Richard Rothschild (Dick) has practiced public interest law for over four decades, and he’s picked up quite a bit of knowledge along the way. Here’s a tip Dick shared with attorneys in our network, broadened out for public use. For more of Dick’s Tips, check out parts one and two of his tips for brief writing!
People may say they really like getting feedback on their writing. The same people may also say they really like the taste of kale.
In fact, what we all actually want to hear is that our work is brilliant, and that not a single word needs to be changed. So good feedback, like kale, can taste bitter… but like kale, it’s good for you (or so they say). At least, it can be good for you if you know how to approach it. There are three steps involved:
Step 1: Arrange the feedback.
Find somebody with a reputation as a good editor. Hopefully, that will be your immediate supervisor, but even if that is not the case you probably know someone who fits that description. Tell that person that you want to improve your writing skills and are looking for honest and detailed feedback.
Make sure that once you receive the feedback, you review and engage with the edits and comments. Alerting your editor that you would like feedback is an implied promise that you will follow up once you receive it.
Step 2: Write a genuine first draft, not a “rough draft.”
Do not slap together some random thoughts and call it a first draft. Make your best arguments as well organized and worded as possible, then spend a lot of time editing the draft yourself before handing it to the editor.
That does not mean the draft has to be great or won’t need lots of editing and comments. But it does mean that it’s the best work you are able to do at the time. Editors usually know the difference and are loathe to spend more time editing than the author has apparently spent drafting.
Even with your genuine first draft, expect a lot of edits. I’ve heard knowledgeable writing professors caution that too many edits on a first draft is psychologically counter-productive. They advise editors to make a few global suggestions, followed by successive drafts in a multi-week process. Unfortunately, in the real world, particularly in legal services offices, drafts rarely arrive more than a couple days ahead of deadline. Conscientious editors often have little choice but to make substantial revisions.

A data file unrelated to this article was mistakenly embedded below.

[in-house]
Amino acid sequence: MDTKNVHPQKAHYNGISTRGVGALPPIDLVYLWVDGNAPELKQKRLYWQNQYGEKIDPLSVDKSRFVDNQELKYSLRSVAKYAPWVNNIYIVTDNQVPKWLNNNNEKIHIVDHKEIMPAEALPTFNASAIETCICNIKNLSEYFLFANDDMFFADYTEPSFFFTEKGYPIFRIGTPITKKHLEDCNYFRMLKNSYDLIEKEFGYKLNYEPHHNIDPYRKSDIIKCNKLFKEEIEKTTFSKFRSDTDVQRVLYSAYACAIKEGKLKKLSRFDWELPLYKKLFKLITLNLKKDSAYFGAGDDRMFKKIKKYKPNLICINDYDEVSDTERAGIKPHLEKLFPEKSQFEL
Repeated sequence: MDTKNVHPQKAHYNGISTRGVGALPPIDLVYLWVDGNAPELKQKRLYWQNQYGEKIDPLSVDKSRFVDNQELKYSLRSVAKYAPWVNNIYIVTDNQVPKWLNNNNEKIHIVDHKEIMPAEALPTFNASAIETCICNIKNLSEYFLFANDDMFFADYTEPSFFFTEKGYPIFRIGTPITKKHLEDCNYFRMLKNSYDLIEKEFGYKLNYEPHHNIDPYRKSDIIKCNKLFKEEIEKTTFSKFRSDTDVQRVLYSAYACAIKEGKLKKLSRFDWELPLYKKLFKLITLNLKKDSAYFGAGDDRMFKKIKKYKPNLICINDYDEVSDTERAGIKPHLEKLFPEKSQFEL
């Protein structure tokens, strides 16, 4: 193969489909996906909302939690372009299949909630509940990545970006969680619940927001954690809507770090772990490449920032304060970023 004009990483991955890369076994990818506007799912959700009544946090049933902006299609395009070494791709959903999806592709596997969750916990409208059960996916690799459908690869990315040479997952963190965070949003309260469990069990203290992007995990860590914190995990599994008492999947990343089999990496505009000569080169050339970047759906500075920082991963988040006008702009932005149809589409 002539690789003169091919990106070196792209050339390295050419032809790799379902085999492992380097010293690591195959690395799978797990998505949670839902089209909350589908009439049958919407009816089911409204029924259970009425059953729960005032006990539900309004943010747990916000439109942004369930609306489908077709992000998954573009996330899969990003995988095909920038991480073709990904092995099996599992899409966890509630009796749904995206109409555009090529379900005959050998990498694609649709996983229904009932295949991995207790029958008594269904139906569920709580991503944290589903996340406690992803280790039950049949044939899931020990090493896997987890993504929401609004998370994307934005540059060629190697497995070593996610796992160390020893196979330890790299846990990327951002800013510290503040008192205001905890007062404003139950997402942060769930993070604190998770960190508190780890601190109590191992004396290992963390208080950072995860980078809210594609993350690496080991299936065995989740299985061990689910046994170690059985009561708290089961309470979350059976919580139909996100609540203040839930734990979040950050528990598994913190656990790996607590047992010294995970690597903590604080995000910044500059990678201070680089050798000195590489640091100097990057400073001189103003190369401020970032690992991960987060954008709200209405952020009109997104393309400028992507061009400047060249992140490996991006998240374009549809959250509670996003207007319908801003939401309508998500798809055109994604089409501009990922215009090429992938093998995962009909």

Step 3: Consciously interact with the feedback.
This is the most important step and perhaps the most difficult.
Let’s say your editor is Maria. What do you do when she sends back an edited document whose primary color appears to be red? Take a deep breath, and pick your ego up off the floor. Carefully read through the comments, which are usually self-explanatory, and the edits, which often are not. For each edit, there are three acceptable internal reactions:
- “I understand the edit and why it’s an improvement.” Think of ways you can apply that knowledge. If, for example, Maria changed a sentence from passive to active voice, look for other sentences in the brief that need the same change.
- “I don’t understand the edit and will ask Maria about it.”
- “I understand the edit, but don’t agree with it and will present my case.” Perhaps knowing the substantive issues better than your editor, you might be right. As an editor, I like it when that happens, and will freely admit to the author that I was wrong. It shows that the author is thinking strategically. (Excessive smirking and end zone dances are discouraged, however).
The key is engaging with the feedback and working to improve, not just for the current piece of writing, but for future work as well. This process, and maybe some kale, will make you stronger. Your editors, and more importantly, your readers, will appreciate that.